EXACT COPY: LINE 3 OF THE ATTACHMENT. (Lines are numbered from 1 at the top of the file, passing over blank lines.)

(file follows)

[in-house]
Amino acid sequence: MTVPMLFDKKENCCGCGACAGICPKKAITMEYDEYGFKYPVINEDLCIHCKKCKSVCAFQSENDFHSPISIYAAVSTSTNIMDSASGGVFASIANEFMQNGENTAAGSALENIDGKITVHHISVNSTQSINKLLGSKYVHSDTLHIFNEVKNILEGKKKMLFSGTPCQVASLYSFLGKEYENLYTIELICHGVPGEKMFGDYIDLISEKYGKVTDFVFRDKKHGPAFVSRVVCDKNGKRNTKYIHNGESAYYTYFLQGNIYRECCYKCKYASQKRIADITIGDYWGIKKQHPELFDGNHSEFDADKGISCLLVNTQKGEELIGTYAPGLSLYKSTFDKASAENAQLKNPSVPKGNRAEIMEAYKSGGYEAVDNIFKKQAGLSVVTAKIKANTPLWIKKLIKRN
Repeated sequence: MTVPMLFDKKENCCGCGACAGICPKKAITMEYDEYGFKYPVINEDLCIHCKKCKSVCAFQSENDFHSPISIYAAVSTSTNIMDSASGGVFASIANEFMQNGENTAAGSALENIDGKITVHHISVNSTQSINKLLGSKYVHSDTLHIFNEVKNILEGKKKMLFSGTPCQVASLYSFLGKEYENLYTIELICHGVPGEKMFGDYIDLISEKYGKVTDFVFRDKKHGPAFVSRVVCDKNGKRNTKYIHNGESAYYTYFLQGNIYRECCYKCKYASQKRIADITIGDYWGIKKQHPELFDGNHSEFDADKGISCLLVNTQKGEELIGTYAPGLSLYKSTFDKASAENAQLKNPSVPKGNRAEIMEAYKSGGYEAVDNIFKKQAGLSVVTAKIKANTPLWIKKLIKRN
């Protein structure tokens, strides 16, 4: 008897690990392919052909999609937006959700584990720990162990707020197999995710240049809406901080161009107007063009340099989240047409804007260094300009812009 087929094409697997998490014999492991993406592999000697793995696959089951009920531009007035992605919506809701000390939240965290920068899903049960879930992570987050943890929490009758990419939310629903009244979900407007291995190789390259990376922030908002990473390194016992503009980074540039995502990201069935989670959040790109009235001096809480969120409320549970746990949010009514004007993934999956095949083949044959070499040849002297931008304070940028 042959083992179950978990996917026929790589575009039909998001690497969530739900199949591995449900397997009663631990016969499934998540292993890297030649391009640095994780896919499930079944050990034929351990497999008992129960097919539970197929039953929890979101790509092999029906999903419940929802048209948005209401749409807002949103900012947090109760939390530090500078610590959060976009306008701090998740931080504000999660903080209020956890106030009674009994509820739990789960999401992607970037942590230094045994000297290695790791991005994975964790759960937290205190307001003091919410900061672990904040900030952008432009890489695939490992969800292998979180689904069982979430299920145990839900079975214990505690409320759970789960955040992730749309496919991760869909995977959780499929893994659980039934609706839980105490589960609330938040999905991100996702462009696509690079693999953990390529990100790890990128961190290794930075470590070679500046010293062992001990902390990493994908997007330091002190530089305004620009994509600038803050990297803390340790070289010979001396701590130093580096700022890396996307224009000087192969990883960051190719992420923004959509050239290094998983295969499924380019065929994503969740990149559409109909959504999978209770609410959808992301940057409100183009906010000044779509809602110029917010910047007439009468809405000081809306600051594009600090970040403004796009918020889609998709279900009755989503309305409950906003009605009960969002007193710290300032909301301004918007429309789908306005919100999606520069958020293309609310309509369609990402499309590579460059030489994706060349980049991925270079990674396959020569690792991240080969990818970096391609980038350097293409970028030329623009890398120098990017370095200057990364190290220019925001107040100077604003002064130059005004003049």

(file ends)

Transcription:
Repeated sequence: MTVPMLFDKKENCCGCGACAGICPKKAITMEYDEYGFKYPVINEDLCIHCKKCKSVCAFQSENDFHSPISIYAAVSTSTNIMDSASGGVFASIANEFMQNGENTAAGSALENIDGKITVHHISVNSTQSINKLLGSKYVHSDTLHIFNEVKNILEGKKKMLFSGTPCQVASLYSFLGKEYENLYTIELICHGVPGEKMFGDYIDLISEKYGKVTDFVFRDKKHGPAFVSRVVCDKNGKRNTKYIHNGESAYYTYFLQGNIYRECCYKCKYASQKRIADITIGDYWGIKKQHPELFDGNHSEFDADKGISCLLVNTQKGEELIGTYAPGLSLYKSTFDKASAENAQLKNPSVPKGNRAEIMEAYKSGGYEAVDNIFKKQAGLSVVTAKIKANTPLWIKKLIKRN